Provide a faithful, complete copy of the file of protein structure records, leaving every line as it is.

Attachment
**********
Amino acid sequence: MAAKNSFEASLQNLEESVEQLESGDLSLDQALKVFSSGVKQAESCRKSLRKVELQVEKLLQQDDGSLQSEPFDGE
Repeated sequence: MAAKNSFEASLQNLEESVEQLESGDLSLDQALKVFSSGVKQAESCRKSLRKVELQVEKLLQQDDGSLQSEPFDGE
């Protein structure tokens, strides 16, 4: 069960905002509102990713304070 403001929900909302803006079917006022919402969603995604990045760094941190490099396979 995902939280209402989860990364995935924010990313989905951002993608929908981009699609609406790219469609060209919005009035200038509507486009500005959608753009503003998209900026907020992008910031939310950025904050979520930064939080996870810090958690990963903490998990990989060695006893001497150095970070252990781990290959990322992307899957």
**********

Amino acid sequence: MAAKNSFEASLQNLEESVEQLESGDLSLDQALKVFSSGVKQAESCRKSLRKVELQVEKLLQQDDGSLQSEPFDGE
Repeated sequence: MAAKNSFEASLQNLEESVEQLESGDLSLDQALKVFSSGVKQAESCRKSLRKVELQVEKLLQQDDGSLQSEPFDGE
């Protein structure tokens, strides 16, 4: 069960905002509102990713304070 403001929900909302803006079917006022919402969603995604990045760094941190490099396979 995902939280209402989860990364995935924010990313989905951002993608929908981009699609609406790219469609060209919005009035200038509507486009500005959608753009503003998209900026907020992008910031939310950025904050979520930064939080996870810090958690990963903490998990990989060695006893001497150095970070252990781990290959990322992307899957």